We read in Matthew 22:37-40 and Luke 10:27 and rightly note that we are to love God with all of our heart and strength but may miss that He also commands us to love Him with our minds. Loving God leads to loving Him with the mind that He has given us. Exercise the life of the mind in your loving of God and the results of regularly reading the Bible and godly books will begin to flourish. For example, when you have that opportunity to speak, write, or minister to someone, you’ll have a growing biblical and theological knowledge base to speak into the lives of others. You’ll be able to contend for the faith once and for all delivered to the saints (Jude 3), to preach the Word in season and out of season (2 Timothy 4:1-5), and to give an answer for a reason for our hope with gentleness and respect (1 Peter 3:15). The Holy Spirit will use what you’re learning and how you are growing to impact the lives of others for His glory.

Avoiding the Pitfalls of Pride and Pursuing Humility in the Local Church

One aspect of the life of the mind that we need to consider briefly is the local church. We are not saved to live life apart from the local church; we are saved, in part, to be members of local churches. We need each other; and this is true for reading as well. As we read our Bibles and read good books, we need to have open dialogue and discussion and share insights from our Bible reading and any other edifying reading we are doing with others.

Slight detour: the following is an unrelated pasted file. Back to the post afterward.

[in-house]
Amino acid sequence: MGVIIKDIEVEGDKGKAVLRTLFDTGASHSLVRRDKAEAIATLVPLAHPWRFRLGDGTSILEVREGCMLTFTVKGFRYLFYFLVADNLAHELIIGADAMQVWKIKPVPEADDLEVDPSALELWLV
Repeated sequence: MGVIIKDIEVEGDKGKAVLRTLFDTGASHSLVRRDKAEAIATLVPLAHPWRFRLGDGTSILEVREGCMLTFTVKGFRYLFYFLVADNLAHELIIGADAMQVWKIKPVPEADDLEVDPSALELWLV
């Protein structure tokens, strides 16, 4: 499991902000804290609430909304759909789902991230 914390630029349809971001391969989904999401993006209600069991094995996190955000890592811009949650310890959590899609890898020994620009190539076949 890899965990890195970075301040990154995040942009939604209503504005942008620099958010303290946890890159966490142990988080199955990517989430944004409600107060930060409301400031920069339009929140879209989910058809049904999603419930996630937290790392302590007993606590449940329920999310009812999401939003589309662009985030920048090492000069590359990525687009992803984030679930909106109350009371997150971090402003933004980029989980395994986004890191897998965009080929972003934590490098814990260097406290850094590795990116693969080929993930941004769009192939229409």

As we engage the life of the mind and loving God in our local churches, we need to pursue humility with one another. We not only need one another in our local churches for prayer, and fellowship, and the study of God’s Word. We need one another to walk alongside one another. As we share with one another, let’s do so from a place of humility, not to push what we know down others’ throats but to learn and grow from one another. One person shares, for example, and the other listens. The person listening then asks for clarification, or makes a follow-up comment, and together each is mutually encouraged and built up. In this way, we fight against pride and pursue humility by mutually edifying and growing together in community.

Reading the Bible and reading good books is one of the best ways to grow in the Christian life. But don’t only do this individually; do it with others in your local church. Let’s grow together in our Bible reading and our reading of other godly books, all for the glory of God. And as you do, you’ll grow together with God’s people, which ought to be our aim as Christians since the Church is essential, and I need you, and you need me.

Dave Jenkins (MDiv, Liberty Baptist Theological Seminary) is the executive director of Servants of Grace Ministries, the executive editor of Theology for Life Magazine, and the host of the Equipping You in Grace Podcast and Warriors of Grace Podcast. He is also the author of The Word Explored: The Problem of Biblical Illiteracy and What to Do About It (House to House Press, 2021). You can follow him on Twitter at @davejjenkins, find him on Facebook at Dave Jenkins SOGInstagram, or read more of his writing at Servants of Grace.

Wednesday, July 21st 2021

“Modern Reformation has championed confessional Reformation theology in an anti-confessional and anti-theological age.”